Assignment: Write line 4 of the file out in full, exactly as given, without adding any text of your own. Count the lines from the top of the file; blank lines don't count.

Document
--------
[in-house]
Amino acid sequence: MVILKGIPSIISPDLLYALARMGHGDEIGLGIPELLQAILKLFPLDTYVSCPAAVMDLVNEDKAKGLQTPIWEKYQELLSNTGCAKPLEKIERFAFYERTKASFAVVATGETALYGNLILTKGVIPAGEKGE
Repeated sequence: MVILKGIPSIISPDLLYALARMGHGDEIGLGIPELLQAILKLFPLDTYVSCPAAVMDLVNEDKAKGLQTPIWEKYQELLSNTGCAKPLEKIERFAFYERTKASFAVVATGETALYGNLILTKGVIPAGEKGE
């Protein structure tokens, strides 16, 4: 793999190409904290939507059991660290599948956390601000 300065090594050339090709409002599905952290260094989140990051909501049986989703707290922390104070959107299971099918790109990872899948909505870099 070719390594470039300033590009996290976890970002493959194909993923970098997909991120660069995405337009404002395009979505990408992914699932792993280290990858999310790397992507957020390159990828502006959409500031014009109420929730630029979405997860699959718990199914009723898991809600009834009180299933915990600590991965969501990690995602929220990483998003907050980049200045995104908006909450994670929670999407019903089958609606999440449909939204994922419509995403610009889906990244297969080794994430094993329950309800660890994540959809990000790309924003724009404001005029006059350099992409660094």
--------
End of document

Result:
């Protein structure tokens, strides 16, 4: 793999190409904290939507059991660290599948956390601000 300065090594050339090709409002599905952290260094989140990051909501049986989703707290922390104070959107299971099918790109990872899948909505870099 070719390594470039300033590009996290976890970002493959194909993923970098997909991120660069995405337009404002395009979505990408992914699932792993280290990858999310790397992507957020390159990828502006959409500031014009109420929730630029979405997860699959718990199914009723898991809600009834009180299933915990600590991965969501990690995602929220990483998003907050980049200045995104908006909450994670929670999407019903089958609606999440449909939204994922419509995403610009889906990244297969080794994430094993329950309800660890994540959809990000790309924003724009404001005029006059350099992409660094």